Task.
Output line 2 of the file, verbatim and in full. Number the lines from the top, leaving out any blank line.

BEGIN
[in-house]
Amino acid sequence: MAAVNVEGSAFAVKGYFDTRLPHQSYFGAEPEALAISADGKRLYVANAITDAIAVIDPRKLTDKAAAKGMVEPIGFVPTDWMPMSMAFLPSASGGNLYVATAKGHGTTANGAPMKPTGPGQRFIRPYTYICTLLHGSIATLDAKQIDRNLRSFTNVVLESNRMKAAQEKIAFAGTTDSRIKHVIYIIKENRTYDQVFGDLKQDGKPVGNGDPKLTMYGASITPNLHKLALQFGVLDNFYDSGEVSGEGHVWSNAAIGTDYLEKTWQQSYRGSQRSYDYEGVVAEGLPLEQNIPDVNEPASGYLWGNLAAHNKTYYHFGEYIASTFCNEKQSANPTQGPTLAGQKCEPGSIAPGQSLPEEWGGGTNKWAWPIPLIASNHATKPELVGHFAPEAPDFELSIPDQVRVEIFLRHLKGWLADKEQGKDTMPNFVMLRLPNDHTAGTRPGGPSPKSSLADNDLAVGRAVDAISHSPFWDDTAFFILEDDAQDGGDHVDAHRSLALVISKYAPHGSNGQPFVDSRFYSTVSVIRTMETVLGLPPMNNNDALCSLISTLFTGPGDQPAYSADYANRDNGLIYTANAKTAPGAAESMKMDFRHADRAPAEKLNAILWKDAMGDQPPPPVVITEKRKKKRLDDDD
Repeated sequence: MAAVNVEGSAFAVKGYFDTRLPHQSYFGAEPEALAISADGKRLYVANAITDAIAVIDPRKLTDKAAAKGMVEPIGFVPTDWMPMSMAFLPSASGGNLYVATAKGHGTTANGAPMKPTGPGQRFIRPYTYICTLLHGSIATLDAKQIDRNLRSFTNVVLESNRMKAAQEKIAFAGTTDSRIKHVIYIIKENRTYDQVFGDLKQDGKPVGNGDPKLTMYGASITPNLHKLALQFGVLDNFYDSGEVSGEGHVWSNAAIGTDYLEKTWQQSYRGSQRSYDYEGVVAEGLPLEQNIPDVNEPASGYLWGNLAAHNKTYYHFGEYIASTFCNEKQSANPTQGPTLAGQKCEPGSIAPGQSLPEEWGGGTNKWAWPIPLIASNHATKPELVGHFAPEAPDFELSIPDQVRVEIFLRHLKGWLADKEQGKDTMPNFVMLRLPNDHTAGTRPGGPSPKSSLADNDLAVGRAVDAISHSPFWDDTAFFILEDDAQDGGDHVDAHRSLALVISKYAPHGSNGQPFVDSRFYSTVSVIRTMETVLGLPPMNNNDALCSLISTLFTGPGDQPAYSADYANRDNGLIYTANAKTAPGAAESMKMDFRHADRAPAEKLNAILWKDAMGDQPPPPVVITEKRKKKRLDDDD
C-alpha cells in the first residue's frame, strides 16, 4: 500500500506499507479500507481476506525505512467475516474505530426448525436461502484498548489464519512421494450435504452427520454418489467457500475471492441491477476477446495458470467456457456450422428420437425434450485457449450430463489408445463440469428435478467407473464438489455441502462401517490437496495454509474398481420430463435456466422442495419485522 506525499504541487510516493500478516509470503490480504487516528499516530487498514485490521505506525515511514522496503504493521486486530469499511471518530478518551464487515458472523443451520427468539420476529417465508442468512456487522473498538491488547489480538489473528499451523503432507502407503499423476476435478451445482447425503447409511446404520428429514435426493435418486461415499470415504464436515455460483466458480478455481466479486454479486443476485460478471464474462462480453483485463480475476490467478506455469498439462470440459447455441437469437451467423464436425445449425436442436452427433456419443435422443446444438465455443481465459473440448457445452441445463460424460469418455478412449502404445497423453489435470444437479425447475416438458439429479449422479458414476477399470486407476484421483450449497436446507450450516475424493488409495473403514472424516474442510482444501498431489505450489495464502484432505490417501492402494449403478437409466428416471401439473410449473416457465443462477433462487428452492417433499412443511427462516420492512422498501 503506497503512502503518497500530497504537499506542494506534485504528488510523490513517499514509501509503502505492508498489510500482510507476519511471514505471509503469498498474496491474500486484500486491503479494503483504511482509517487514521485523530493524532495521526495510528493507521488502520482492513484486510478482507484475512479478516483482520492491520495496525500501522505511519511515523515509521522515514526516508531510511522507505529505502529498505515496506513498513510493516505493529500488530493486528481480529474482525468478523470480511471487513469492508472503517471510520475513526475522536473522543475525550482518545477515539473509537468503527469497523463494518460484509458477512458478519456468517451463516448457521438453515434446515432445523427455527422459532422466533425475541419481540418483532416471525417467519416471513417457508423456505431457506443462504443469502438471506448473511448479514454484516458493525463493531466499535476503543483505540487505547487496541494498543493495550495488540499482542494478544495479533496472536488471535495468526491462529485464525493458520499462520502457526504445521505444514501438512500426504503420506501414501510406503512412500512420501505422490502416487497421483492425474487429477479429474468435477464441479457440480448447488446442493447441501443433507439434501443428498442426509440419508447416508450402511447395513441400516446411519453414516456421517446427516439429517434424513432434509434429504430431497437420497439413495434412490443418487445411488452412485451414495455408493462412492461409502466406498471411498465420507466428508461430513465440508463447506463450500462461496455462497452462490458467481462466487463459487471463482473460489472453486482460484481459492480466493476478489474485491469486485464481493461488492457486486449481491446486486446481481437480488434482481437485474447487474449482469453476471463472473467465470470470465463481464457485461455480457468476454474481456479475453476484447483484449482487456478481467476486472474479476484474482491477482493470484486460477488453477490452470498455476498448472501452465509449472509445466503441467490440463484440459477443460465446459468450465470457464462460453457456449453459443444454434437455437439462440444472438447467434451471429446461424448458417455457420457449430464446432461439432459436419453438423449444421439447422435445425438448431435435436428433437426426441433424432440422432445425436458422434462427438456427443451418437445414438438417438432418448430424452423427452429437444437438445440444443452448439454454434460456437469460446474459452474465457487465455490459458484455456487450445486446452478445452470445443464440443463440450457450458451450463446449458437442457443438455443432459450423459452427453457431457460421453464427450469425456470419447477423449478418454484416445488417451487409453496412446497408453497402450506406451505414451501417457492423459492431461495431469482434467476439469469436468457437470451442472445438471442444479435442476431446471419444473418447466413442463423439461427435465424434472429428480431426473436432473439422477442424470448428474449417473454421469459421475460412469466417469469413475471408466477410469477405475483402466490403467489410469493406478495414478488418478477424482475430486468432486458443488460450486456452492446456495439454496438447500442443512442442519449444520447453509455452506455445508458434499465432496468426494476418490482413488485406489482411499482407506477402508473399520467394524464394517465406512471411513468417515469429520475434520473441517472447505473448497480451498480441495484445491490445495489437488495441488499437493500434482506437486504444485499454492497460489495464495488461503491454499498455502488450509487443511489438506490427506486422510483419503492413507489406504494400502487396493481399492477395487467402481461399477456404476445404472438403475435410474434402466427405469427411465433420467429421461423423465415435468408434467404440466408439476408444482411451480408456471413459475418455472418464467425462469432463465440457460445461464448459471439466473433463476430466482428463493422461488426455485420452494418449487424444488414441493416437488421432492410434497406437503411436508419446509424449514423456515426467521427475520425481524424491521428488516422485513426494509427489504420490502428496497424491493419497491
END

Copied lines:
Amino acid sequence: MAAVNVEGSAFAVKGYFDTRLPHQSYFGAEPEALAISADGKRLYVANAITDAIAVIDPRKLTDKAAAKGMVEPIGFVPTDWMPMSMAFLPSASGGNLYVATAKGHGTTANGAPMKPTGPGQRFIRPYTYICTLLHGSIATLDAKQIDRNLRSFTNVVLESNRMKAAQEKIAFAGTTDSRIKHVIYIIKENRTYDQVFGDLKQDGKPVGNGDPKLTMYGASITPNLHKLALQFGVLDNFYDSGEVSGEGHVWSNAAIGTDYLEKTWQQSYRGSQRSYDYEGVVAEGLPLEQNIPDVNEPASGYLWGNLAAHNKTYYHFGEYIASTFCNEKQSANPTQGPTLAGQKCEPGSIAPGQSLPEEWGGGTNKWAWPIPLIASNHATKPELVGHFAPEAPDFELSIPDQVRVEIFLRHLKGWLADKEQGKDTMPNFVMLRLPNDHTAGTRPGGPSPKSSLADNDLAVGRAVDAISHSPFWDDTAFFILEDDAQDGGDHVDAHRSLALVISKYAPHGSNGQPFVDSRFYSTVSVIRTMETVLGLPPMNNNDALCSLISTLFTGPGDQPAYSADYANRDNGLIYTANAKTAPGAAESMKMDFRHADRAPAEKLNAILWKDAMGDQPPPPVVITEKRKKKRLDDDD